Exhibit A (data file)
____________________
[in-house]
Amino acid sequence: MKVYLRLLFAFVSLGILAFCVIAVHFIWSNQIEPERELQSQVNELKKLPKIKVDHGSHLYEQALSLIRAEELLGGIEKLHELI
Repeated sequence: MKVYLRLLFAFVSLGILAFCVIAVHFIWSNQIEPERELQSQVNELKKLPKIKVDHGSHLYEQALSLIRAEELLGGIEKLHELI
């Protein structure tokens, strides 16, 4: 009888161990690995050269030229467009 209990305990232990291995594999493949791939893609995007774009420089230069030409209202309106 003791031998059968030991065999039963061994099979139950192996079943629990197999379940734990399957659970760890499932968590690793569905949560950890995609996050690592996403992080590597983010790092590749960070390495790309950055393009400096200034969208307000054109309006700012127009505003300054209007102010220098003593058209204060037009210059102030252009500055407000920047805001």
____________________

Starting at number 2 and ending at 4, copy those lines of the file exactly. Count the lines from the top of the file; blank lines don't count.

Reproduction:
Amino acid sequence: MKVYLRLLFAFVSLGILAFCVIAVHFIWSNQIEPERELQSQVNELKKLPKIKVDHGSHLYEQALSLIRAEELLGGIEKLHELI
Repeated sequence: MKVYLRLLFAFVSLGILAFCVIAVHFIWSNQIEPERELQSQVNELKKLPKIKVDHGSHLYEQALSLIRAEELLGGIEKLHELI
């Protein structure tokens, strides 16, 4: 009888161990690995050269030229467009 209990305990232990291995594999493949791939893609995007774009420089230069030409209202309106 003791031998059968030991065999039963061994099979139950192996079943629990197999379940734990399957659970760890499932968590690793569905949560950890995609996050690592996403992080590597983010790092590749960070390495790309950055393009400096200034969208307000054109309006700012127009505003300054209007102010220098003593058209204060037009210059102030252009500055407000920047805001």